I still can't make up my mind whether this episode is enhanced or forever tainted by being the basis for "The Juggernaut Bitch!!!" parody some years back.

Matt said...

This was my favorite episode of the "Phoenix Saga" as well. Partly because Banshee is one of my favorite X-Men. Wasn't a big fan of his cartoon voice, though.

Your points about the story's structure are interesting, because as Cyke says, I can't help wondering how the story would have played if it had more faithfully adapted the comics, lasting for a full serialized season, with Phoenix as a background element -- a la Beast's imprisonment in season 1 and Xavier and Magneto's Savage Land expedition in season 2 -- before coming to the fore in the finale for "Dark Phoenix".

Of course they still would've had to compress it quite a bit to fit forty or so issues into thirteen episodes. But then, I was also the weird kid who wondered why the series didn't adapt the entire comic book run, starting from the beginning with the original five, on a one issue to one episode basis, for a total of three hundred plus episodes.

(I hadn't yet learned terms like "accessibility", "ratings", and "we don't need to make any more episodes after we hit 65 for syndication".)

cyke68 said...

A season-long series of subplots showing D'Ken scheming, Lilandra's plight, Xavier's freakouts, and Eric the Red as the culprit behind various otherwise unrelated conflicts could have worked. It sort of necessitates splitting the Phoenix and Dark Phoenix halves into two seasons though. Or I guess you could bookend them... a season finale cliffhanger on Jean's sacrifice, then her "resurrection" as Phoenix in the next season opener, and the "death" of Phoenix as the finale. It's structurally sound, but still spreads all this Phoenix business across two seasons. In my perfect world, without all those silly considerations you mentioned and a finite series order, it is so.

Even condensing as many issues as they did, Phoenix still consumed *nine* episodes of the third season once all was said and done. (Ten if you count the lost "No Mutant Is An Island.") As compromises go, this was pretty agreeable.

To G's point about simplifying the Phoenix mythology, it seems like TAS was a good entry point for new readers regardless of what they were encountering in the comics. I was familiar with Jean's history back then, though never having read most of it. It never occurred to me that someone OTHER than Jean (possessed by the Phoenix), was participating in those original stories. And when she blew herself up on the moon, well, so what. It was just the Phoenix part of her that got "killed" and she was back to being normal Jean. (I knew she was PRESUMED dead, but had no concept for how long in real or comic book time.) Even in reading summaries of these events, that's how I connected everything in my head. The mechanics didn't really matter. It wasn't until I got my hands on X-Factor #1 that I realized, "What--the--fuck--?!" So, it's probably for the best that I was unduly influenced by the cartoon first.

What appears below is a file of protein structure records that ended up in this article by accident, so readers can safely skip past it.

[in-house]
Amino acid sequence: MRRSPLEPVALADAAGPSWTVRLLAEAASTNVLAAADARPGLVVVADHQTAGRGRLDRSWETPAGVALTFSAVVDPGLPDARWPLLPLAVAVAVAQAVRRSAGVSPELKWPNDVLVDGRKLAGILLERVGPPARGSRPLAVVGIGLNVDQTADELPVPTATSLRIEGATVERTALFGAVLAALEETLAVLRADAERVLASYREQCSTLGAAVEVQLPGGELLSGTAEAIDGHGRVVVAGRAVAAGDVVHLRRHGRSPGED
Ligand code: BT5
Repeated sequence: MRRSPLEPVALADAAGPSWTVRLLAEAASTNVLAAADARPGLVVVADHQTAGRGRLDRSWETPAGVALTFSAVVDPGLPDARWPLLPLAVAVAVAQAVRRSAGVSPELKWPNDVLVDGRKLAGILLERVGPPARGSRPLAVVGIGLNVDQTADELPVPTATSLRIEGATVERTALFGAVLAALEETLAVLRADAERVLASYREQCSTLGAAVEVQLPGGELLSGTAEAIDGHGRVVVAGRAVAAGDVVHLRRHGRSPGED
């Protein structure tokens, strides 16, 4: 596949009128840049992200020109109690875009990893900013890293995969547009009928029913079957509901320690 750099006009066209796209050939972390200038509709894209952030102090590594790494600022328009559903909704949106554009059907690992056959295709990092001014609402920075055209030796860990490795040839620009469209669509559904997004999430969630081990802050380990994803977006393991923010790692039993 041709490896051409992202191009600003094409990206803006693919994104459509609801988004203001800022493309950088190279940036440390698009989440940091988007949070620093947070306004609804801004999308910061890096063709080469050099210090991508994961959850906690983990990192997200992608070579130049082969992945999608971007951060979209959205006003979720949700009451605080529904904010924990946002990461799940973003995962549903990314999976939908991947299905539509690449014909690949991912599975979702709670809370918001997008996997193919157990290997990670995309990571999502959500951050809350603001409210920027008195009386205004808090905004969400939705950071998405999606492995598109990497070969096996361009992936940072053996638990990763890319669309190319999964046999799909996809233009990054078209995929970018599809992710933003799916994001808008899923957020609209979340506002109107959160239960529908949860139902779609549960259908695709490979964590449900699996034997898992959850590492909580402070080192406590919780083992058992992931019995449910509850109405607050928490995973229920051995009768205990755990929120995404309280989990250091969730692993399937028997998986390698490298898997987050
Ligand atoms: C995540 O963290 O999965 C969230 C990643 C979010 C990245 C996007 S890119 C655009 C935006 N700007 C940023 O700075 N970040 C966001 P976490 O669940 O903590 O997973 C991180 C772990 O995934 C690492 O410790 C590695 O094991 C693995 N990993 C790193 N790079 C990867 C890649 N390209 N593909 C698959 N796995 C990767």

Anonymous said...

This was my favorite episode of the "Phoenix Saga" as well. Partly because Banshee is one of my favorite X-Men. Wasn't a big fan of his cartoon voice, though.

I had read that Jeremy Ratchford, the voice actor for Banshee, also portrayed a live action Banshee in the Generation X TV movie. Looking it up now, there seems to be some confusion about this. I'm pretty sure I read it in Wizard back in the day, so it's got to be true, right?

And a Generation X live action movie. Before an X-Men film, before anything. Seems absolutely crazy today.

Anyway, back on topic. :)

Teebore said...

I have to acknowledge that this is the one time the cartoon’s changes are obviously an improvement.

Ditto. This is a great (and rare) example of an adaptation improving on the source material by looking at what works and what is necessary, and jettisoning the rest (ditto also the Phoenix Force explanation which is essentially the same as it is in the comic, only much, much simpler and straight-forward).

Banshee certainly isn't the first or only character on the cartoon to which this applies, but I love that he has a straight-up superhero costume ready to go despite being introduced as nothing more than Moira's boyfriend. It's like mutants in the animated universe are just given a costume when their powers manifest, just in case. :)

@Matt: I hadn't yet learned terms like "accessibility", "ratings", and "we don't need to make any more episodes after we hit 65 for syndication".


cyke68 said...

@Teenbore: I love that he has a straight-up superhero costume ready to go despite being introduced as nothing more than Moira's boyfriend.

Hear, hear! Not every first appearance has to be an origin. I think the only character who didn't magically debut in costume was Colossus. He only appeared in two episodes, but it was the same jeans and tank top look both times. Which maybe came from his civilian identity as Peter Nicholas, of all things, if we turn to the comics for inspiration. I don't know why, but it suddenly strikes me as a very odd choice indeed.

I guess that's a "welcome to 1993 moment," when Gambit and Jubilee are more iconically associated with the X-Men than Colossus, Nightcrawler, Kitty, etc.